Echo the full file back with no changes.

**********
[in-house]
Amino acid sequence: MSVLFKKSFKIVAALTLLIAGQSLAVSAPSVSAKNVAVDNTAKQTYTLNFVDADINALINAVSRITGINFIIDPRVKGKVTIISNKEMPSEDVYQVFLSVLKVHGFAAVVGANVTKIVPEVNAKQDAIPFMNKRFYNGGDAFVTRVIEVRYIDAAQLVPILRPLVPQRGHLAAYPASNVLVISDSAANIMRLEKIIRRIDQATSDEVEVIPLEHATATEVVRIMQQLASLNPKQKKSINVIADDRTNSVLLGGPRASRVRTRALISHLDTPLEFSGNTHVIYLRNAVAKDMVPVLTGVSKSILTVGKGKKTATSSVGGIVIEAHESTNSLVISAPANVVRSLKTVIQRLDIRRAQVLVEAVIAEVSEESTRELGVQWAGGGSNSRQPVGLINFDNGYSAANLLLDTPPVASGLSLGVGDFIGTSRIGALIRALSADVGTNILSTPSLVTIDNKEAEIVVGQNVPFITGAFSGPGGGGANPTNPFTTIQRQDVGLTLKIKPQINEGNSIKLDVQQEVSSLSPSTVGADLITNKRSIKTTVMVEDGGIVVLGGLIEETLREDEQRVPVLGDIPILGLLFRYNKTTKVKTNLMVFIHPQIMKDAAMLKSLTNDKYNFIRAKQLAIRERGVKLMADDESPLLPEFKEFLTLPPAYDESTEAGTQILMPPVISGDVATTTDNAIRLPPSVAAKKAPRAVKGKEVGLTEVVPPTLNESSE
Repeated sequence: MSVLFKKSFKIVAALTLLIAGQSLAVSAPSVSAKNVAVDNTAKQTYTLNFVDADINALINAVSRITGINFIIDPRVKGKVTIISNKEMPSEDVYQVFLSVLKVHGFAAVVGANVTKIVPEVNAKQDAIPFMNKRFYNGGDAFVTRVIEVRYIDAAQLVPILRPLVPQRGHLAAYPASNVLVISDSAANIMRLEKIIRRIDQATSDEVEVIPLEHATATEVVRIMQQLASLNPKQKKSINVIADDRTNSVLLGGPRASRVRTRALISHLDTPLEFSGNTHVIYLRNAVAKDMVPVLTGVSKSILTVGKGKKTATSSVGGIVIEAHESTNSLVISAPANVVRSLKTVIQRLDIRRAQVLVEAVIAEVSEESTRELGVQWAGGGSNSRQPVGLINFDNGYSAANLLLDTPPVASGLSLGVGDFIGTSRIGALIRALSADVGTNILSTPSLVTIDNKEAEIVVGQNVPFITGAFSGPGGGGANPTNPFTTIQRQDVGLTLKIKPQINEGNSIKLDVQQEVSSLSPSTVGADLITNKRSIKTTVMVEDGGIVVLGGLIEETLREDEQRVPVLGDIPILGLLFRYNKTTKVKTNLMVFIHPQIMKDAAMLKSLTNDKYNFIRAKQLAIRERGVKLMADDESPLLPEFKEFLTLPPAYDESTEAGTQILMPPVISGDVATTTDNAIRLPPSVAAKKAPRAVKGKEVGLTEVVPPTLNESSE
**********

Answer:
[in-house]
Amino acid sequence: MSVLFKKSFKIVAALTLLIAGQSLAVSAPSVSAKNVAVDNTAKQTYTLNFVDADINALINAVSRITGINFIIDPRVKGKVTIISNKEMPSEDVYQVFLSVLKVHGFAAVVGANVTKIVPEVNAKQDAIPFMNKRFYNGGDAFVTRVIEVRYIDAAQLVPILRPLVPQRGHLAAYPASNVLVISDSAANIMRLEKIIRRIDQATSDEVEVIPLEHATATEVVRIMQQLASLNPKQKKSINVIADDRTNSVLLGGPRASRVRTRALISHLDTPLEFSGNTHVIYLRNAVAKDMVPVLTGVSKSILTVGKGKKTATSSVGGIVIEAHESTNSLVISAPANVVRSLKTVIQRLDIRRAQVLVEAVIAEVSEESTRELGVQWAGGGSNSRQPVGLINFDNGYSAANLLLDTPPVASGLSLGVGDFIGTSRIGALIRALSADVGTNILSTPSLVTIDNKEAEIVVGQNVPFITGAFSGPGGGGANPTNPFTTIQRQDVGLTLKIKPQINEGNSIKLDVQQEVSSLSPSTVGADLITNKRSIKTTVMVEDGGIVVLGGLIEETLREDEQRVPVLGDIPILGLLFRYNKTTKVKTNLMVFIHPQIMKDAAMLKSLTNDKYNFIRAKQLAIRERGVKLMADDESPLLPEFKEFLTLPPAYDESTEAGTQILMPPVISGDVATTTDNAIRLPPSVAAKKAPRAVKGKEVGLTEVVPPTLNESSE
Repeated sequence: MSVLFKKSFKIVAALTLLIAGQSLAVSAPSVSAKNVAVDNTAKQTYTLNFVDADINALINAVSRITGINFIIDPRVKGKVTIISNKEMPSEDVYQVFLSVLKVHGFAAVVGANVTKIVPEVNAKQDAIPFMNKRFYNGGDAFVTRVIEVRYIDAAQLVPILRPLVPQRGHLAAYPASNVLVISDSAANIMRLEKIIRRIDQATSDEVEVIPLEHATATEVVRIMQQLASLNPKQKKSINVIADDRTNSVLLGGPRASRVRTRALISHLDTPLEFSGNTHVIYLRNAVAKDMVPVLTGVSKSILTVGKGKKTATSSVGGIVIEAHESTNSLVISAPANVVRSLKTVIQRLDIRRAQVLVEAVIAEVSEESTRELGVQWAGGGSNSRQPVGLINFDNGYSAANLLLDTPPVASGLSLGVGDFIGTSRIGALIRALSADVGTNILSTPSLVTIDNKEAEIVVGQNVPFITGAFSGPGGGGANPTNPFTTIQRQDVGLTLKIKPQINEGNSIKLDVQQEVSSLSPSTVGADLITNKRSIKTTVMVEDGGIVVLGGLIEETLREDEQRVPVLGDIPILGLLFRYNKTTKVKTNLMVFIHPQIMKDAAMLKSLTNDKYNFIRAKQLAIRERGVKLMADDESPLLPEFKEFLTLPPAYDESTEAGTQILMPPVISGDVATTTDNAIRLPPSVAAKKAPRAVKGKEVGLTEVVPPTLNESSE